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November 1890, the day before Thanksgiving
Riley’ parents, Robert and Carrie, trotted up to Memory Creek ranch right on time, just as the sun was going down on Tuesday. I held supper just in case the train was on time, and it was! Chicken pot pie is one of my better cooking triumphs, and I reckon they were so hungry that they enjoyed it. At least, they praised it up one side and down the other. Riley smiled, pleased as punch, since this was the first time his mother and father had come for an extended visit.
I love Mama Carrie so much! She took fussy Lilly and calmed her in no time, just like my own mother does. It is wonderful to have an extra set of arms for the twins over the holiday. Riley’s pa made much over Jared and they are already fast friends.
As much as I would like to say that Wednesday went well, it did not. I think if Mama Carrie had offered to watch all three kids, Riley, his pa, and I could have had those four turkeys butchered, dressed, and hanging in the spring house in short order. But Riley’s Uncle Sid showed up bright and early. I expected his daughter, Ellen, who is a little older than Melinda, to accompany her father. What I did not expect was her husband. I didn’t even know Ellen was married (I’m not sure Sid knew it either). Riley sure didn’t know. Her new name is Ellen Hill, and she married some city slicker named Harold. Ellen had no interest in helping with the turkeys. She came to Memory Creek dressed like she was going to the Governor’s ball. However, she did take an interest in Lottie. At first I was happy to have that extra set of hands to watch the twins, but later in the day, it backfired.
Sarah, Uncle Joseph’s daughter, is about as prissy as they come. Aunt Rebecca (if she was still with us) would heartily approve of this thirteen-year-old young lady. She came slightly less dressed than her cousin Ellen. Riley rolled his eyes at the whole thing.
Sarah and Ellen, our guests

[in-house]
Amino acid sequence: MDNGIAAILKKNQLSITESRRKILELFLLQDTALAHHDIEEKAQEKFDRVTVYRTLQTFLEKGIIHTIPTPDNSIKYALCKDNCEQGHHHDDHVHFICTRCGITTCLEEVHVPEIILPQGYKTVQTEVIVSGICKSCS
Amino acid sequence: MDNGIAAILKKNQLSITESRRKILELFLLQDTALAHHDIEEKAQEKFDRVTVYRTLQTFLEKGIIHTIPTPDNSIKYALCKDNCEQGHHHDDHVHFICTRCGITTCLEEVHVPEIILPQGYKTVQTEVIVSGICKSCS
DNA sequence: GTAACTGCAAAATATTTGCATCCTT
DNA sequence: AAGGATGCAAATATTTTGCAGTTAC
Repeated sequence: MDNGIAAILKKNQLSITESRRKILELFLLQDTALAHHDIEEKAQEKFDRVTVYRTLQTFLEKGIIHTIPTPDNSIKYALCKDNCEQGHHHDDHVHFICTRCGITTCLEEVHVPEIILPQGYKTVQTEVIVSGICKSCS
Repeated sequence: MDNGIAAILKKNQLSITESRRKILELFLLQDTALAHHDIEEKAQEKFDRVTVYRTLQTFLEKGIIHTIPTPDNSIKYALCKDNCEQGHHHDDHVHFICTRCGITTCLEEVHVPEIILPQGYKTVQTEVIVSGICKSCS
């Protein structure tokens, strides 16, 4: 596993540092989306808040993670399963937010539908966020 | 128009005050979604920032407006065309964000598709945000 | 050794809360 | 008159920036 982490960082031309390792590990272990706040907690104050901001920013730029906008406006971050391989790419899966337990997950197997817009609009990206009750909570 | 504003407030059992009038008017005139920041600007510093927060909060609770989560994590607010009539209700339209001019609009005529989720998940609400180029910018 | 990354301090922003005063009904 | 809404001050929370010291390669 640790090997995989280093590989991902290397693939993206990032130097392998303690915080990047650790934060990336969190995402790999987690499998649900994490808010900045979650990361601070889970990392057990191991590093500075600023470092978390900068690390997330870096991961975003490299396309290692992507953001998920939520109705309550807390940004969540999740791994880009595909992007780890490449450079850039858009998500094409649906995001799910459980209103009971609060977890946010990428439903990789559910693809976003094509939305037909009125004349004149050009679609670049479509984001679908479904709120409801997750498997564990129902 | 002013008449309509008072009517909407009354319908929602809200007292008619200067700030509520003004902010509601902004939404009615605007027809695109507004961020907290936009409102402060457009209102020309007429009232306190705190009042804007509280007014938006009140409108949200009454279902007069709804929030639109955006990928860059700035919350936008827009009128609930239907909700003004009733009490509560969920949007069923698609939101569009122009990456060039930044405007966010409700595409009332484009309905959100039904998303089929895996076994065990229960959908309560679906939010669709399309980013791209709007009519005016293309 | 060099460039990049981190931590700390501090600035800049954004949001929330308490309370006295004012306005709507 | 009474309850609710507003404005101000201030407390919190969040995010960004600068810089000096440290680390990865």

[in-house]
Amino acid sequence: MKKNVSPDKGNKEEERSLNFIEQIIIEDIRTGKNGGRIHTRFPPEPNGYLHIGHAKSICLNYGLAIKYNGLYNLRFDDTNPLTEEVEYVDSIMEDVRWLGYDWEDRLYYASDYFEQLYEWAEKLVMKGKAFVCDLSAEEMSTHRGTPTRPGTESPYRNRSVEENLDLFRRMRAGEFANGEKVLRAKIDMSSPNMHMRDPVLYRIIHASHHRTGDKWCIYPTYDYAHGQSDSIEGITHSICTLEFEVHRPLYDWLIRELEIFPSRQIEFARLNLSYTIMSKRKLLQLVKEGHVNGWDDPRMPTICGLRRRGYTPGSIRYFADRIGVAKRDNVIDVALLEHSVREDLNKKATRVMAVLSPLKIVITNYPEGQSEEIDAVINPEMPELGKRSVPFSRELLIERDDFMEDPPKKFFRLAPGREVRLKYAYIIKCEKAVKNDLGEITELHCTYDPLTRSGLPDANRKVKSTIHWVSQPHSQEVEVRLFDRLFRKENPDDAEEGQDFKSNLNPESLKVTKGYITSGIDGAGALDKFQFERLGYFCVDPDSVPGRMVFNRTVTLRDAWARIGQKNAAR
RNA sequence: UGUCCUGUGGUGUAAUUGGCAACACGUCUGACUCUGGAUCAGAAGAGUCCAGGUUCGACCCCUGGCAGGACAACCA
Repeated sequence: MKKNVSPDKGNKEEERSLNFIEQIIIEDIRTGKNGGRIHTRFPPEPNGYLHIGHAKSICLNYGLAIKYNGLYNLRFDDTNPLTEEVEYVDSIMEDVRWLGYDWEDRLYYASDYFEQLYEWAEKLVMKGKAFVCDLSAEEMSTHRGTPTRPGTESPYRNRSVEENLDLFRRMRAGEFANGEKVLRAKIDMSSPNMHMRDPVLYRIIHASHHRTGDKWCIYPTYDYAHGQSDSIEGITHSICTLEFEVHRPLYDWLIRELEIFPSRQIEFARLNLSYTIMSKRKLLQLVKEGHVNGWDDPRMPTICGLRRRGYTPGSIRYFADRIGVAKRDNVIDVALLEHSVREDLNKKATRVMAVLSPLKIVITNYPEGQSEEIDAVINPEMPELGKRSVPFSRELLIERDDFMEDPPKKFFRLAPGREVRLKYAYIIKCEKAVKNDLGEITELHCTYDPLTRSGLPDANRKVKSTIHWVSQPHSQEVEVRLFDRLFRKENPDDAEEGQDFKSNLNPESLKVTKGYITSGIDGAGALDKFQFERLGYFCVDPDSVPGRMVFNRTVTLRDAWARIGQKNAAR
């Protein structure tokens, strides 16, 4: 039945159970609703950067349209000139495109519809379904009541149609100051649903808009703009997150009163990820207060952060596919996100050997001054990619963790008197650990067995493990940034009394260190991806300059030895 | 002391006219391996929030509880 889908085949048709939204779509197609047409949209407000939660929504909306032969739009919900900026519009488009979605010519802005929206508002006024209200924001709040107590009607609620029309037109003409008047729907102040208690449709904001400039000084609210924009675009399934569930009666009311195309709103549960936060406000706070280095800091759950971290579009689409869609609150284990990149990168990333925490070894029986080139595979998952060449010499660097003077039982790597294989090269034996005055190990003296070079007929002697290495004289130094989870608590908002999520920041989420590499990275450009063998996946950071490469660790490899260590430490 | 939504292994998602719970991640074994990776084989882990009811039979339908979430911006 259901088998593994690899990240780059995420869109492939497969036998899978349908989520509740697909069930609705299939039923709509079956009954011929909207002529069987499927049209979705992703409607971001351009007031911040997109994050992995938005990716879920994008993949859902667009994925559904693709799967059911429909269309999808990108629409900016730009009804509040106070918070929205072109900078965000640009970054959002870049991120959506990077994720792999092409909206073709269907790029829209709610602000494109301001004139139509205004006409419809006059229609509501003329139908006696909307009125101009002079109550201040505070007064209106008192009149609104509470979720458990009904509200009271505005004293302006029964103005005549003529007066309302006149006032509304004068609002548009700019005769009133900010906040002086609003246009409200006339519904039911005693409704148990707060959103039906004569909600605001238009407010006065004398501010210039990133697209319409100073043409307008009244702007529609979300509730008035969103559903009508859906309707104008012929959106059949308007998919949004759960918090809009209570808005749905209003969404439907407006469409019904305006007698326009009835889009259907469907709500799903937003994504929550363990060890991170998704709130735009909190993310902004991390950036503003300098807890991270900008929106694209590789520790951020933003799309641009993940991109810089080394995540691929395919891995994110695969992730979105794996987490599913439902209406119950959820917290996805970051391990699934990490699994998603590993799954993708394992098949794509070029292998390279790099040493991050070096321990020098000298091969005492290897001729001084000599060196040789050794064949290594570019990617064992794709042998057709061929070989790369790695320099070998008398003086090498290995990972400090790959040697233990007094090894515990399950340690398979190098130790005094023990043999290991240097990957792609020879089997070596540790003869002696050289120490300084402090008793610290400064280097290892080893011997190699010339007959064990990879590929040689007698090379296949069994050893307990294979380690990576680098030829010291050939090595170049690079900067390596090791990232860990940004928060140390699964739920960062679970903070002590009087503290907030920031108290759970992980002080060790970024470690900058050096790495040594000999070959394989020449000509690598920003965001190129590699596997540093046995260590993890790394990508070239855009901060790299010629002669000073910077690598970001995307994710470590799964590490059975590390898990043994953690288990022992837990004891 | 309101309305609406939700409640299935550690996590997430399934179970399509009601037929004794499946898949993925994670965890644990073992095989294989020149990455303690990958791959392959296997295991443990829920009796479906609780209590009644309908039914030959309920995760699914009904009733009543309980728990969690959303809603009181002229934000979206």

Sarah Sophie Benson
Ellen McCoy Hill
The Butchering of Our Thanksgiving Turkeys
With Jared under the watchful eye of Mama Carrie, and Ellen hovering over the twins, Riley, his father Robert, Uncle Joseph, Sid, and I headed for the pen, where we were keeping the turkeys for two reasons. One, to fatten them up with scraps and another to keep them from running away or getting eaten by a coyote, bobcat, or worse, a mountain lion. When Sarah saw us, she hollered, “Oh, my! May I help? I’ve always wanted to be part of the Wild West adventure.”
Wild West adventure? Really?
“Of course, dear,” Joseph said, smiling at his daughter. I had the feeling that Sarah’s father said, “Of course, dear,” to everything his daughter asked. Riley and I looked at each other and grinned. Boy, were they in for a surprise.
“I have an extra pair of old work skirts,” I offered. Sarah wasn’t tiny, so I figured she could fit into one of my split skirts without too many adjustments.
She shuddered. “No, Andi. I never wear old clothes. It’s just too, too rough, really.”
“You’d better today,” Riley warned. He checked the huge pot of water simmering on a tripod over an open fire. The turkeys would be plunged into the water to loosen their feathers so I could pluck them, not a pleasant job, by the way. But so long as Riley killed and gutted the turkeys, I could steel myself to pluck them. Then into the springhouse they would go to hang until bright and early tomorrow morning.
“I don’t need to,” Sarah insisted. “I don’t plan on getting dirty. What could possibly be dirty about turkeys that we plan to eat?” She jammed her hands on her hips and lifted her chin in an I know better look.
I opened my mouth to tell her to change her clothes, but Riley shook his head and grinned at me. I reckon he figured she needed to learn a little lesson about the Wild West. “At least borrow an apron,” I suggested, slipping a canvas apron over my head. I tied it around my waist. I have butchered chickens before, and it is not a pretty picture. This was my first time butchering turkeys, and I anticipated that they would be ten times the work of a chicken.
Sarah shook her head. “No, thank you.”
Oh, well. This oughta be fun. The flock (six) was preening themselves, strutting around to impress the female, and gobbling . . . as usual. The four toms were destined for the ax, but we’re keeping one hen and one tom so we can have pullets next year to grow up into turkeys.
So Goliath, Samson, Tommy, and Judah will fall under the ax. Then they will go into the roasting pit that Riley and the hands will start late tonight. The dense oak wood will burn down to coals all night in readiness for the turkeys. The pit is the only way I can roast even one turkey. The Black Beast inside is not quite big enough for Goliath, much less three other turkeys.